“That’s what we’re preparing for,” he said, “more infectious, more harmful variants that we think could be circulating on our campuses come fall.”
Some schools plan to require student-athletes to get shots, along with anyone living in campus housing, but most schools are still allowing medical, religious and other exemptions to the vaccination requirement.
And at least two dozen colleges, including California’s public university systems, will not require shots until after the U.S. Food and Drug Administration grants full approval for the vaccines.
This week, the American College Health Association, a trade group representing college health professionals, emphasized that many students and employees remain at high risk for severe illness and complications from COVID-19, and that virus spread on college campuses has been shown to impact surrounding communities.
The group recommended postsecondary institutions require vaccinations for all on-campus students for the upcoming fall semester, if state laws allowed them to, the Times reported.
The widespread vaccine mandates are already facing challenges from many of those they are designed to protect.
A student at Manhattanville College in New York has started a petition to reverse a policy requiring proof of vaccinations before returning to campus.
At Stanford University, the College Republicans, a student group, condemned the administration’s plans to require vaccinations for the fall.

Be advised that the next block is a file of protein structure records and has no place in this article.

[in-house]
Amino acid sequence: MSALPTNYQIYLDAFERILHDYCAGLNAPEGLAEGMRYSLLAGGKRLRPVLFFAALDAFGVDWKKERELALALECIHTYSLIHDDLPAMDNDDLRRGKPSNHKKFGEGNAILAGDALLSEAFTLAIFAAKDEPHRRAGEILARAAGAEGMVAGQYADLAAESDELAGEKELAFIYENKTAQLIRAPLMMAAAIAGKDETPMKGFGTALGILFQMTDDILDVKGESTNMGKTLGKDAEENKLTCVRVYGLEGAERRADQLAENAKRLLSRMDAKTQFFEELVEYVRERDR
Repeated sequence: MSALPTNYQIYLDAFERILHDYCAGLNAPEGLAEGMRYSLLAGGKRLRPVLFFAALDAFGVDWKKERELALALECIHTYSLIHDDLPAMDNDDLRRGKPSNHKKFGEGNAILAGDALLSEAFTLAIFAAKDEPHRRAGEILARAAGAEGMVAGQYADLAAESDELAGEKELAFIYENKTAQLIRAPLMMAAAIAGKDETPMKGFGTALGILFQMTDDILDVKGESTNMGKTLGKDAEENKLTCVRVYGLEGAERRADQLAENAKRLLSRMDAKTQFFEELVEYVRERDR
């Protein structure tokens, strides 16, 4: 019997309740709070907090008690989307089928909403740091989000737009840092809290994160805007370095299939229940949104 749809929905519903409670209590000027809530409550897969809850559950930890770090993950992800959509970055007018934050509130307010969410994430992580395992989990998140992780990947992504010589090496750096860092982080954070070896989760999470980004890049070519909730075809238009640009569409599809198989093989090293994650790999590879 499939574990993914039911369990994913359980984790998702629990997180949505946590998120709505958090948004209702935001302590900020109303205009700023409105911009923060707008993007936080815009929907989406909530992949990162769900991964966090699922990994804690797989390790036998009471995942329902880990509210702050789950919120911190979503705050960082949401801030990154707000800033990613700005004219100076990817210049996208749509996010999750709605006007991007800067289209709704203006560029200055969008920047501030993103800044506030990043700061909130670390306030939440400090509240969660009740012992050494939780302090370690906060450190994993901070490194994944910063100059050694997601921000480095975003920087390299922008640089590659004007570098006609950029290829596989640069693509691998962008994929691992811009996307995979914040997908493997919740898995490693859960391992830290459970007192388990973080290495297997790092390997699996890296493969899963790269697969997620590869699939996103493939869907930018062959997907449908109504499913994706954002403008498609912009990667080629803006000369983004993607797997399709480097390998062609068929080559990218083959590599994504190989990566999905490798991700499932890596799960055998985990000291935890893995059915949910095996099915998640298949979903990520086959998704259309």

Numerous colleges are planning to offer academic incentives to encourage the vaccine rather than require shots.
Baylor University in Texas and Calvin University in Michigan have announced that students who have been inoculated can skip mandatory testing.
The University of Wyoming is offering vaccinated students and staff members a chance to participate in a weekly drawing for prizes such as tickets to football or basketball games and Apple products. Employees who are fully vaccinated are eligible for a personal day off, the Times reported.
More than 660,000 virus cases have been connected to U.S. colleges since the pandemic began more than a year ago. One-third of those cases have been reported since Jan. 1, the Times reported.
Despite more students becoming eligible for vaccines, several major outbreaks have forced a handful of universities to suspend classes, student activities and campus events in recent months.